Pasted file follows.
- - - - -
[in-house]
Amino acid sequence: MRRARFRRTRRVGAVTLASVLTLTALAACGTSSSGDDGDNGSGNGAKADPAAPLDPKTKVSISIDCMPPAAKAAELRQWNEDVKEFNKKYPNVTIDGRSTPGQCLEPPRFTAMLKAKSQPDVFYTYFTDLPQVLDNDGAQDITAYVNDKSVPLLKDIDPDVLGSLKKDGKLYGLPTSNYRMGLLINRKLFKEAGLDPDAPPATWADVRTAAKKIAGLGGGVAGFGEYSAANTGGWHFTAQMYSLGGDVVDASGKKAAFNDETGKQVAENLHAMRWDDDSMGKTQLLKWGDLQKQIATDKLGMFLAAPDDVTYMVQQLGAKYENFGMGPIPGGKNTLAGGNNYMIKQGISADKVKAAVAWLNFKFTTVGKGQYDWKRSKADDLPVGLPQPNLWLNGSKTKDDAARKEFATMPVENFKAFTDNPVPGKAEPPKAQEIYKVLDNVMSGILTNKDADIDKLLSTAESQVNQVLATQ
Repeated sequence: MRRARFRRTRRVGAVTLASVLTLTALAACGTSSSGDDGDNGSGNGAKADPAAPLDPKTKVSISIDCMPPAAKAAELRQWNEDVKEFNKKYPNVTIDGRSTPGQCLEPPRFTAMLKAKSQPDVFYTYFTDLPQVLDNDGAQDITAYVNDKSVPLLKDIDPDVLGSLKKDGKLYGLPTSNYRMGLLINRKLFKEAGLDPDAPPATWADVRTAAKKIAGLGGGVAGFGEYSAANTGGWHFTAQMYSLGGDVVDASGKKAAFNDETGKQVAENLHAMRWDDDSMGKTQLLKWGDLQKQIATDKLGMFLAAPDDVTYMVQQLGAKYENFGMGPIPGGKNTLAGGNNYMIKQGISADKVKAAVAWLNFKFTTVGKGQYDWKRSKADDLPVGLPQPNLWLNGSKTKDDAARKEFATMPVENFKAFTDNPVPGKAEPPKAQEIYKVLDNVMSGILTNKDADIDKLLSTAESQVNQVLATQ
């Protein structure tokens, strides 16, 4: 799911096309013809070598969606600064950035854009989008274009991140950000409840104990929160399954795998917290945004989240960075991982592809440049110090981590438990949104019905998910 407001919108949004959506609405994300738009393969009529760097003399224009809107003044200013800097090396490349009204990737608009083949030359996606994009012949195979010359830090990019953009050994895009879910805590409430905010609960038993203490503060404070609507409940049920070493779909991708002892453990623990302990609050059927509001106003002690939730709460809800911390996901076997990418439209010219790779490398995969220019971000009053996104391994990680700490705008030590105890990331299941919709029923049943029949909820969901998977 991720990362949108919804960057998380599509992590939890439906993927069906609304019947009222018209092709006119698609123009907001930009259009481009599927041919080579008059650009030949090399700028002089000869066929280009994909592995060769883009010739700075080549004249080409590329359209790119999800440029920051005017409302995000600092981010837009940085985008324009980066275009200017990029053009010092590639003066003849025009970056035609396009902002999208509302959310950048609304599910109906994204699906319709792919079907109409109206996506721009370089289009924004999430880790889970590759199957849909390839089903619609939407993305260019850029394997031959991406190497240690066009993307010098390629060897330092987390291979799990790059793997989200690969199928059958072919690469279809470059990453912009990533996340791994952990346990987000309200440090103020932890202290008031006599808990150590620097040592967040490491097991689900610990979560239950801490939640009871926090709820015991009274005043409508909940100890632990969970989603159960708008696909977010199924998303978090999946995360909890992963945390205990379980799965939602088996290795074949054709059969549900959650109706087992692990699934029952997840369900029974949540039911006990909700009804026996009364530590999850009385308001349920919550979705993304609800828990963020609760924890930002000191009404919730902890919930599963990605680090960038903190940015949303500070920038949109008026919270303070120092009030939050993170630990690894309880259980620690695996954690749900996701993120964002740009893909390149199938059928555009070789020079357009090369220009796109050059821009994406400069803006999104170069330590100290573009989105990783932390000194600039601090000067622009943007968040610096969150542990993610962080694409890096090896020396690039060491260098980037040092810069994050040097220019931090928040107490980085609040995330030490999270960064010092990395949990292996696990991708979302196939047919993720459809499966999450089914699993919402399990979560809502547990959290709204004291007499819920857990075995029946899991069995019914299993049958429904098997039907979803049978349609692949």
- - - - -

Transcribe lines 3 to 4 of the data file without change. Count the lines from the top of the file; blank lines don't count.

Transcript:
Repeated sequence: MRRARFRRTRRVGAVTLASVLTLTALAACGTSSSGDDGDNGSGNGAKADPAAPLDPKTKVSISIDCMPPAAKAAELRQWNEDVKEFNKKYPNVTIDGRSTPGQCLEPPRFTAMLKAKSQPDVFYTYFTDLPQVLDNDGAQDITAYVNDKSVPLLKDIDPDVLGSLKKDGKLYGLPTSNYRMGLLINRKLFKEAGLDPDAPPATWADVRTAAKKIAGLGGGVAGFGEYSAANTGGWHFTAQMYSLGGDVVDASGKKAAFNDETGKQVAENLHAMRWDDDSMGKTQLLKWGDLQKQIATDKLGMFLAAPDDVTYMVQQLGAKYENFGMGPIPGGKNTLAGGNNYMIKQGISADKVKAAVAWLNFKFTTVGKGQYDWKRSKADDLPVGLPQPNLWLNGSKTKDDAARKEFATMPVENFKAFTDNPVPGKAEPPKAQEIYKVLDNVMSGILTNKDADIDKLLSTAESQVNQVLATQ
């Protein structure tokens, strides 16, 4: 799911096309013809070598969606600064950035854009989008274009991140950000409840104990929160399954795998917290945004989240960075991982592809440049110090981590438990949104019905998910 407001919108949004959506609405994300738009393969009529760097003399224009809107003044200013800097090396490349009204990737608009083949030359996606994009012949195979010359830090990019953009050994895009879910805590409430905010609960038993203490503060404070609507409940049920070493779909991708002892453990623990302990609050059927509001106003002690939730709460809800911390996901076997990418439209010219790779490398995969220019971000009053996104391994990680700490705008030590105890990331299941919709029923049943029949909820969901998977 991720990362949108919804960057998380599509992590939890439906993927069906609304019947009222018209092709006119698609123009907001930009259009481009599927041919080579008059650009030949090399700028002089000869066929280009994909592995060769883009010739700075080549004249080409590329359209790119999800440029920051005017409302995000600092981010837009940085985008324009980066275009200017990029053009010092590639003066003849025009970056035609396009902002999208509302959310950048609304599910109906994204699906319709792919079907109409109206996506721009370089289009924004999430880790889970590759199957849909390839089903619609939407993305260019850029394997031959991406190497240690066009993307010098390629060897330092987390291979799990790059793997989200690969199928059958072919690469279809470059990453912009990533996340791994952990346990987000309200440090103020932890202290008031006599808990150590620097040592967040490491097991689900610990979560239950801490939640009871926090709820015991009274005043409508909940100890632990969970989603159960708008696909977010199924998303978090999946995360909890992963945390205990379980799965939602088996290795074949054709059969549900959650109706087992692990699934029952997840369900029974949540039911006990909700009804026996009364530590999850009385308001349920919550979705993304609800828990963020609760924890930002000191009404919730902890919930599963990605680090960038903190940015949303500070920038949109008026919270303070120092009030939050993170630990690894309880259980620690695996954690749900996701993120964002740009893909390149199938059928555009070789020079357009090369220009796109050059821009994406400069803006999104170069330590100290573009989105990783932390000194600039601090000067622009943007968040610096969150542990993610962080694409890096090896020396690039060491260098980037040092810069994050040097220019931090928040107490980085609040995330030490999270960064010092990395949990292996696990991708979302196939047919993720459809499966999450089914699993919402399990979560809502547990959290709204004291007499819920857990075995029946899991069995019914299993049958429904098997039907979803049978349609692949």